The Beer Gatherer

Blogging about Israeli beer in general and Israeli craft beer in particular, following 1001 Beers You Must Try Before You Die and other beer musings.

North by Southeast

before sharing.

Last week we picked up DSG, drove to Haifa, ate the best falafel in the entire universe and headed to Nimrod, the alco-wizard kid from The Attic , who has just returned from a 6 week trip in Laos with a bottle of Laobeer and 3 bottles of Lao-Lao. He posted an invitation at the wine and alcohol forum to join him and take tasting notes, The Secret Agent and I jumped on the opportunity to try new stuff and meet Nimrod and DSG couldn’t miss the opportunity to add yet another country to his beer tasting list. We were joined by our good friend and master mixologist Padod and the northern branch of the small Ratebeer community, E and Y. DSG, E and Y are beer-curious, Padod doesn’t understand what the beer-fuss is all about but is easily tempted with distilled stuff and The Secret Agent and I will try almost* anything.

We started with three different Lao-Laos: rice whiskey distilled in the villages, drank by locals, claimed for 50%ABV  and sold in 60oml plastic bags for less than a dollar a bag. Nimrod transferred the content of the bags he bought to bottles, labeled them with the name of the villages and measured the actual content (anything between 42 to 48%).  We spotted differences between the three: First was sweet and smelled like porridge; second had honey and plastic, tasted hot and had burnt plastic aftertaste. Nimrod says it’s probably from a plastic part (container?) used in the heating process. Third smelled like kumquat, burnt a little less and tasted a little bitter.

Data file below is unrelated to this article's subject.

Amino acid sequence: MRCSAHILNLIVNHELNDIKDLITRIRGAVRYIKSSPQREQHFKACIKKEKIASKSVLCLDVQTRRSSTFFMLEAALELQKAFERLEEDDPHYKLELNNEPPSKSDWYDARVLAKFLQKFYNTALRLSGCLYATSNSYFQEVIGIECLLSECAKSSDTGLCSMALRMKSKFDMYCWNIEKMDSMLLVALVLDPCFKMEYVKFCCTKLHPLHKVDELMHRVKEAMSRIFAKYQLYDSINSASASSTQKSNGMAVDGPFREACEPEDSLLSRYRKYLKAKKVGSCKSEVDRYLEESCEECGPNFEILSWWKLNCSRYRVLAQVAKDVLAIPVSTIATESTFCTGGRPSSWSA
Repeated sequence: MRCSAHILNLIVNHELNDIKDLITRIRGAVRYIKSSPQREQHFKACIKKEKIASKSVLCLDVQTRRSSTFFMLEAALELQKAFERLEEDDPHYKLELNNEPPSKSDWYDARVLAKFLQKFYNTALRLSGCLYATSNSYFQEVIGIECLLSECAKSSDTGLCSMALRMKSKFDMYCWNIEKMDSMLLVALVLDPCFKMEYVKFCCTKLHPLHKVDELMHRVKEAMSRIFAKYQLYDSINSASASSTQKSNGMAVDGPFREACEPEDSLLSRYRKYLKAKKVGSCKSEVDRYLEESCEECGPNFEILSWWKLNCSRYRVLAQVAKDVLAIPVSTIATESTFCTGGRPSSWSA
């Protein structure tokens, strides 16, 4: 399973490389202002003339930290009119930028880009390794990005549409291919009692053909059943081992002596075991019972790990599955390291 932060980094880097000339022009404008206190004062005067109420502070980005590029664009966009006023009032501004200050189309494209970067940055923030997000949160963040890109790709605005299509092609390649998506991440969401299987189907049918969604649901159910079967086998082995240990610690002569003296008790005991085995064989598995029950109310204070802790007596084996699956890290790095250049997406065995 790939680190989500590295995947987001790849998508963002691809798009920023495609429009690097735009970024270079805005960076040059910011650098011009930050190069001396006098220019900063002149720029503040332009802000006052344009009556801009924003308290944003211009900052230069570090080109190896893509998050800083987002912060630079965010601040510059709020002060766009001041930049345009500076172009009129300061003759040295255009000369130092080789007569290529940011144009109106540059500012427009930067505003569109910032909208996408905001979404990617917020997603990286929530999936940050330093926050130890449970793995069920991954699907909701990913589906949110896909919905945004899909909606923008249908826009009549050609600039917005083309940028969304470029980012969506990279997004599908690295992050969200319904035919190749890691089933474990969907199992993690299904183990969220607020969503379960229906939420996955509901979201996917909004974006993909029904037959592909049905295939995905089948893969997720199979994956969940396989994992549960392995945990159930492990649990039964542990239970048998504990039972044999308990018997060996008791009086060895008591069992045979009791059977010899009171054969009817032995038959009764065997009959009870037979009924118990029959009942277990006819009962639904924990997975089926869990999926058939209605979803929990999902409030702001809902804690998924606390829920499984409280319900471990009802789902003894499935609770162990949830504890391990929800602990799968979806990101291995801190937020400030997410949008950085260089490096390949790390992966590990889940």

It was different, for sure. Not a sipper, not a mixer, not in my world – the other, cocktail-geek world, that is. Also, after tripping over homemade Yemenite Arak at a restaurant in one of the suburbs, I try to keep away from moonshine. However, if it has Nimrod’s seal of approval, I feel safe. We also drank Mongolian vodka that was slightly sweet and not as oily as vodka as we know it, and sampled baijiu before we headed to the beer part or the tasting.

So, Beerlao Dark Lager. One of the three Beerlaos available in Laos (the other two are pale and golden), and one of the two that appear in the book.  It’s clear brown in colour, with a foamy, thin white head. Aroma is malt, some grain, toasty and a little sweet. Tastes delicately bitter with sweet caramel tones and has a toasty finish, light body and a fair balance. Overall a decent beer, one that’s perfect for hot days which I understand are not quite rare in this part of the world.

I’ve never been anywhere east of Taybeh, Palestine – I feel right at home in the West and have not had the desire to travel in Asia so naturally, local touristic beer culture is foreign to me. Imagine my surprise on the day after the tasting, when I spotted one of the douchebags at the gym wearing a wifebeater endorsed with Beerlao’s label. Apparently the beer is “[…] finding flavor with the growing number of tourists now visiting the landlocked but scenically stunning part of Southeast Asia”.

Either way, Beerlao is the 61st beer I Must Try Before I Die. Who’s flying there and bringing me the pale lager?

*had the silkworm poo tea Nimrod brewed before we left not nested inside cocoons, I’d have drank it for sure.


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2 thoughts on “North by Southeast

  1. glad u enjoyed, it was a nice afternoon. About the burnt plastic smell: it is probably caused by burnt rice that found itself at the bottom of the distillery with a distinctive phenolic smell- and not actually by burnt plastic…

  2. Pingback: Drink Historically. « The Beer Gatherer

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